The Economics of Protests

Protests have been an imperative aspect of Nepal as it has resulted in phenomenal structural shifts in the political landscape – overthrowing of monarchs and establishment of democracy, or recognition of basic rights of marginalized groups. Apart from the big political changes, several protests have also successfully confronted economic policies and legislation that failed to adequately prioritize economic freedom and restricted fundamentals like freedom of choice and speech. While at that, Nepal has also experienced more violent mass movements like the maoist insurgency that not only took thousands of lives but also pushed back or at least delayed Nepal’s development by almost a decade.

Protests are important. Generally speaking, protests are the display of public disagreement which is the most essential element in democracy since the voice of multitudes are heard. It is civic duty to speak against the unjust, thereby protests encourage discussions, debates and make people question their biases which eventually brings reforms and assists the government in creating a better society. It is thus established that it is not prudent to suppress protests. But, it is important to understand the different aspects of protests, for like many other things, protests too have several implications in social, economic, as well as political context of a country.

Firstly, why do people protest?

The incentive to protest for individuals must be huge. An individual has several obligations in life, such as duty to employer and family to ensure they have their needs fulfilled. However, if the individual chooses to participate in a protest leaving his/her obligations behind, it implies that the opportunity cost of addressing the issue in expectation of reform is higher than that of their other responsibilities. Simply put, the outcome of protest is the most important for the individual when compared to other things in his/her life. For instance, despite the looming threat of COVID-19 contamination, ‘enough is enough’ campaigners felt assembling at Baluwatar as extremely important to bring the attention of government towards addressing issues that the campaigners thought were being neglected.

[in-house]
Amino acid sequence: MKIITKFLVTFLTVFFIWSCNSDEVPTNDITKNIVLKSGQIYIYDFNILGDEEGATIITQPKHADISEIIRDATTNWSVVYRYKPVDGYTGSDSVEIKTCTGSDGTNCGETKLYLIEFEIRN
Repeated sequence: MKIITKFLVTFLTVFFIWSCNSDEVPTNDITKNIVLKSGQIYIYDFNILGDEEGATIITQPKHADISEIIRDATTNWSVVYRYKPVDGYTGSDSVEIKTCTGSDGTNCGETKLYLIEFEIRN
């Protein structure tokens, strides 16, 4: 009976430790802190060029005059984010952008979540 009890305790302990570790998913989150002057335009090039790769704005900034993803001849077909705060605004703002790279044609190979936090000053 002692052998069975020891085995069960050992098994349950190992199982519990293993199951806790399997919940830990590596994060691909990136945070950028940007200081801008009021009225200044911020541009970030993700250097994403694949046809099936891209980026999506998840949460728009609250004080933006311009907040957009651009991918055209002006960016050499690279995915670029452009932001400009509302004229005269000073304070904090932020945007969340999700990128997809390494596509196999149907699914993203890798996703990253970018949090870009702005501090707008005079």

What are the implications of protest? 

Protest is an emotional matter. There is generally anger among individuals against the given injustice which can easily take a violent turn. The recent incident where protesters attacked the government office in Siraha had a child and civilians critically injured as protesters were seeking attention against corruption. There is no moral quandary in debate for abusing civilians during protests yet these unprincipled incidents keep on happening. On a similar note, the strike and “chakka-jaam” often restricts people from their work, laborers can’t earn their wage, industries can’t produce goods and a day’s income gets postponed. Nepal has also experienced the summoning of farmers for the purpose of protest, ceasing a day of their farmwork. And when the protests are inclined towards self serving political motives, where politicians bicker for power and post, civilians don’t even get to exercise the benefits of such protests. Consequently, the cost borne by civilians often prevails over the welfare created by a given protest.

Is there an alternative?

Creative protests can minimize the cost and augment the benefits. We have witnessed few creative protests in Nepal as well like flash mob done to pressurize government for stricter laws against rape and sexual misconducts. Similarly, when the government increased tax rates on imported books, people protested by holding book discussions and poem recitations in Patan. These kinds of protests highlight the unjust and without a doubt, create discussions and debates, whilst ensuring minimal chances of the demonstration being violent. If done right, these protests do not create overcrowding and traffic jams, neither hurt the civilians who struggle earning their day, and simply contribute to making more people aware of the issues and pressurize authorities to address the same.

So it is very important to address that a protest is not successful because of a bigger crowd and tragic instances of violence being used as a bargaining chip but because it highlights and redirects attention towards injustice. Our nation has delved enough in brutal mass movements and protests that lingered around far too long destroying progress and opportunities for everyone. So we cannot afford any recurrence of history yet again. Protest is a powerful process and no authority can take hold of that from democracy. It can change people’s minds and eventually society so we all should willingly choose a way to protest with least cost and most welfare associated with every individual.

 

Sadichchha Sanjel

Sadichchha is a research intern at Samriddhi Foundation and currently pursuing Bachelor's in Economics.

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